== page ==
What Exactly Is ‘Sugar Tax’ — And What Does It Mean For Your Waistline?
Photography by Pixabay
When it comes to the effects of sugar, it’s not good news.
Last year Pravin Gordhan announced that, as of 1 April 2017, the “sugar tax” would come into effect in South Africa and health officials rejoiced. But fast-forward a couple of months and it seems that not everyone is sold on the idea. The proposed ‘tax’ on the sweet stuff is coming under severe scrutiny from parliamentarians. The big question they’re all asking: Does South Africa need another tax and how effective will it really be?
So, we’ve decided to take a look at the facts.
So what is ‘sugar tax’ exactly?
In a nutshell, ‘sugar tax’ has been designed to reduce sugar intake from sugar-sweetened beverages by upping the price with a 20% fiscal tax. The tax forms part of the South African National Department of Health’s strategic plans to prevent and control non-communicable disease, and obesity.
While no one can argue that less sugar in our diets is a bad thing, not everyone is happy about the tax. Earlier this month the National Treasury put out a statement saying that businesses linked to selling soft drinks and the like, could suffer an estimated R1.4 billion loss in revenue, should a ‘sugar tax’ be implemented. Last year, The Food And Allied Workers Union planned a march to the National Treasury in protest against the tax being implemented, stating “we do not believe that a tax on sugar-sweetened beverage products will be a mechanism to achieve the intended health objectives.”
Why do we need it?
Consider this shocker of a stat for a minute: according to the Daily Maverick, in urban SA, fizzy drinks alone account for 10.3 percent of daily kilojoule intake — just a wee step behind Mexico (12 percent), “which holds the unenviable title of the country with the highest death rate linked to sugary beverages in the world”. Not exactly the silver medal we’re gunning for, right?
READ MORE: 7 Signs You’re Totally Addicted To Sugar
Non-communicable diseases have become the leading causes of death in low- and middle-income countries, and South Africa is no exception. We have the highest rates of overweight and obese adults in Africa.
FYI — Nearly one in every seven South African women is affected.
In a recent study, South Africa’s Medical Research Council tracked mortality levels and trends for non-communicable diseases between 1997 and 2012. The results? They found that by 2010 non-communicable diseases had become one of the leading causes of death in the country (39% of all fatalities).
What does the sugar tax mean for you?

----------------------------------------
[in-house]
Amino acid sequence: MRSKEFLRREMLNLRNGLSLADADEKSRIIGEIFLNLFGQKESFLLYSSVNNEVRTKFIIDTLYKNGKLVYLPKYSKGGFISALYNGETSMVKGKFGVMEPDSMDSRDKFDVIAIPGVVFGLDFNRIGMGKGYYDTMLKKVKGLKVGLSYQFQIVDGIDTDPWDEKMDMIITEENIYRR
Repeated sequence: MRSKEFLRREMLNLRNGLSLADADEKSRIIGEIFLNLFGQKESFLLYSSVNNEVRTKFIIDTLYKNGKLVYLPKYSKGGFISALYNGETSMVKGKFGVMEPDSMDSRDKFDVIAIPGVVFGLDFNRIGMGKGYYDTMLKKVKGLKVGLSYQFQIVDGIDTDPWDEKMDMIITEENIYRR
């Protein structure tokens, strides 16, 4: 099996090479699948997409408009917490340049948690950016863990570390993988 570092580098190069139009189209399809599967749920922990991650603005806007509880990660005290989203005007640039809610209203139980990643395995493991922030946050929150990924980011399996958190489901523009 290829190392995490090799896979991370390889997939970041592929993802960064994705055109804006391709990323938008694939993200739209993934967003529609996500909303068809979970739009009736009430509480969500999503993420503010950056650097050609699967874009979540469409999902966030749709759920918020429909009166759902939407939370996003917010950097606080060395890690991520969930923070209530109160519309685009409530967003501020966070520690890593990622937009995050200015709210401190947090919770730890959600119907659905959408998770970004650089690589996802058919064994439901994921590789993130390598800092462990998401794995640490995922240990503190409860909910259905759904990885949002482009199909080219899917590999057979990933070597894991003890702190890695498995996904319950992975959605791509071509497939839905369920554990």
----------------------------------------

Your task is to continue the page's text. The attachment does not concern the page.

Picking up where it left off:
Even if you’re aware that many foods and drinks pack sugar, you may not realise just how much. For instance, doesn’t a chilled fruit drink sound better than Coke? A 500ml bottle of Coke has just over 13 teaspoons of sugar. The same amount of orange juice has just over nine — better, but not by much.
Uber-sugary beverages, major culprits in the prevalence of obesity, lifestyle diseases and, consequently, scarily shortened lifespans, will cost enough to make you think twice before mindlessly reaching for your next fix. Just like the “sin” taxes placed on baddies like cigarettes and and alcohol, the estimated tax would be in the region of R2.29 per litre of sugar-sweetened beverage.
And when the packaging doesn’t contain nutritional labelling? An even higher amount of sugar will be assumed. (FYI: 100 percent fruit juice and unsweetened milk and milk products are exempt.)
Why should we be cutting out sugar?
We all know that cutting sugar from our diet is good for our health and waistline, but how many of us know why? The answer lies in the difference between the fat on your belly and what’s stored on the rest of your body. The non-belly fat — the pinchable stuff on our thighs and backsides — is called subcutaneous fat. It’s actually pretty friendly in healthy doses, acting as a storage depot for energy.
READ MORE: What Sugar REALLY Does To Your Body
Belly fat is a different matter entirely. It’s actually active, so much so that it’s now regarded as an organ in its own right. It churns out nasty substances that impair healthy body function — and it likes to add to itself. We refer to this lurking nasty as the “sugar belly”.
An early study that looked for a link between fructose consumption and body fat was conducted on mice. German researchers allowed them to freely drink plain water or fructose-sweetened water — the rodent version of soft drinks — for 10 weeks. Though the fructose-sipping mice regularly ate fewer kilojoules from solid food, they gained weight and ended up with 27 percent more body fat than the mice that drank plain water. Because fructose doesn’t need insulin to enter the cells, it floods the body and is quickly stored as fat.